Capt. Charles lived in the Lower House or Farm House before the mansion was completed, and his descendant, John Ridgely Jr., returned to the Farm House after Hampton was handed to the National Park Service; intersecting the past and present.

The rest of the Ridgelys were fortunate enough to call Hampton home. The childless Builder and his wife, Nancy, adopted their four nephews.  Their nephews could inherit the estate if they took Ridgely as their legal surname.

Family tradition decreed that the eldest brother inherits the most property. Charles Ridgely Carnan, 1760-1829, received 25,000 acres; his three brothers split the remains.  Carnan served three terms as governor of Maryland and freed most of his 350 plus slaves.

John Carnan Ridgely married Eliza Eichelberger Ridgely. No incest was involved. John assumed 4,500 acres and no slaves. Eichelberger had an affinity for botany tending to the gardens and greenhouses. She traveled around the world for two years, and returned to renovate the Drawing Room.


“Aunt” Margret started a girl’s school in Liberia, perhaps to atone the Ridgelys of their century of enslaved labor. Nancy Brown Davis was the only slave buried in the family cemetery. She stayed with the family despite the Emancipation Proclamation. Contrary to the Ridgely’s affection, another slave named Charles Brown escaped on Christmas but was later captured and sold South.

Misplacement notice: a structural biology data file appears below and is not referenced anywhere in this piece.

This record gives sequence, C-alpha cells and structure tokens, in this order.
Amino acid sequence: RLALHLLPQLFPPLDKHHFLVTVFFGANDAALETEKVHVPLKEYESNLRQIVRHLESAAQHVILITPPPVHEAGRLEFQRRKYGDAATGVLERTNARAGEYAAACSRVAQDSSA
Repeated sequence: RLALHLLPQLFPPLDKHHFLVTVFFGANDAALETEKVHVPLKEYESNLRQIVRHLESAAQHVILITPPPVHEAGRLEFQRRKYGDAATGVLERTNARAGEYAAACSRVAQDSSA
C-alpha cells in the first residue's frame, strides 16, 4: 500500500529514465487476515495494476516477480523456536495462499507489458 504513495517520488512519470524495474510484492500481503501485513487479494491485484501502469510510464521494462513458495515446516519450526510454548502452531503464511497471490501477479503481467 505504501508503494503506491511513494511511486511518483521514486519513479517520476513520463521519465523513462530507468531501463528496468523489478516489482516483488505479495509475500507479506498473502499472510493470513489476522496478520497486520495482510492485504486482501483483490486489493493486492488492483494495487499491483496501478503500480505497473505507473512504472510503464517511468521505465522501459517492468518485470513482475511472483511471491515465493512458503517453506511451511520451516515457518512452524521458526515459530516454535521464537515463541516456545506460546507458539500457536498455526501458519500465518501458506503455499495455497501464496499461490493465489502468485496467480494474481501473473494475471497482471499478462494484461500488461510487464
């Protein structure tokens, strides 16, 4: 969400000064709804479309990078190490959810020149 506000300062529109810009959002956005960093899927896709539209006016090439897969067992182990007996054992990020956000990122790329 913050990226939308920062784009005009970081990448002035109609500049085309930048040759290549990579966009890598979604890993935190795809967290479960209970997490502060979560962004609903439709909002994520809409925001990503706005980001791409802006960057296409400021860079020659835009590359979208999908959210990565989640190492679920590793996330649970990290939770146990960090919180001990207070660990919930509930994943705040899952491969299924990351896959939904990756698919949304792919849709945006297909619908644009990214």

“Documentation specific to certain rooms, tells Hampton’s story”, said Ranger Vaise.  “Rooms became associated with people and vice versa.”

Certain Ridgelys became associated with specific rooms. Historians, archeologists and Hampton’s various caretakers revealed its secrets

“It started several years ago with the Society of American Antiquities, said Ranger Vaise. “Now the Preservation of Maryland.”

The Mansion Office resembled the Ridgelys lifestyle during the 1930’s. The Ridgelys conducted all of their fiscal enterprises in the modestly decorated room. It was also their laundry room for some time.A Ridgely could be comforted by the symphonies across the hall.